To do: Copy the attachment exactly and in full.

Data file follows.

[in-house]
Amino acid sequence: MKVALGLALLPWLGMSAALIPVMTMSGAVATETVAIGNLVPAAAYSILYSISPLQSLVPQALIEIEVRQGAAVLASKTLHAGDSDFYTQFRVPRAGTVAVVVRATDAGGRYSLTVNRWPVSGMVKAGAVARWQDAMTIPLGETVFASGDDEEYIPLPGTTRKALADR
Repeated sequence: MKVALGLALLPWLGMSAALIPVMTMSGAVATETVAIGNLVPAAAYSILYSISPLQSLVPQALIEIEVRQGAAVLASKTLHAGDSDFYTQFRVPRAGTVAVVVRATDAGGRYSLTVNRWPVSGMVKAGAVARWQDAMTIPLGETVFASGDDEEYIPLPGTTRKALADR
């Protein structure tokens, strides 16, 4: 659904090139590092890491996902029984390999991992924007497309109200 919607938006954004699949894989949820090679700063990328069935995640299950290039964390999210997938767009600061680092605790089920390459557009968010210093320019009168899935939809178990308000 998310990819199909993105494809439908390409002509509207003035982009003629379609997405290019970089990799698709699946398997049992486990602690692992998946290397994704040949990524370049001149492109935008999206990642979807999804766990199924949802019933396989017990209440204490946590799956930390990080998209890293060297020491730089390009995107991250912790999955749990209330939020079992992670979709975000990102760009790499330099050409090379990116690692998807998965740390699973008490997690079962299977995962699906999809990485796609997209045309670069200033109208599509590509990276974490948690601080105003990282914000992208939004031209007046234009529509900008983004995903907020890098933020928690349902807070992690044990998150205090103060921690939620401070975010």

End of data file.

[in-house]
Amino acid sequence: MKVALGLALLPWLGMSAALIPVMTMSGAVATETVAIGNLVPAAAYSILYSISPLQSLVPQALIEIEVRQGAAVLASKTLHAGDSDFYTQFRVPRAGTVAVVVRATDAGGRYSLTVNRWPVSGMVKAGAVARWQDAMTIPLGETVFASGDDEEYIPLPGTTRKALADR
Repeated sequence: MKVALGLALLPWLGMSAALIPVMTMSGAVATETVAIGNLVPAAAYSILYSISPLQSLVPQALIEIEVRQGAAVLASKTLHAGDSDFYTQFRVPRAGTVAVVVRATDAGGRYSLTVNRWPVSGMVKAGAVARWQDAMTIPLGETVFASGDDEEYIPLPGTTRKALADR
């Protein structure tokens, strides 16, 4: 659904090139590092890491996902029984390999991992924007497309109200 919607938006954004699949894989949820090679700063990328069935995640299950290039964390999210997938767009600061680092605790089920390459557009968010210093320019009168899935939809178990308000 998310990819199909993105494809439908390409002509509207003035982009003629379609997405290019970089990799698709699946398997049992486990602690692992998946290397994704040949990524370049001149492109935008999206990642979807999804766990199924949802019933396989017990209440204490946590799956930390990080998209890293060297020491730089390009995107991250912790999955749990209330939020079992992670979709975000990102760009790499330099050409090379990116690692998807998965740390699973008490997690079962299977995962699906999809990485796609997209045309670069200033109208599509590509990276974490948690601080105003990282914000992208939004031209007046234009529509900008983004995903907020890098933020928690349902807070992690044990998150205090103060921690939620401070975010």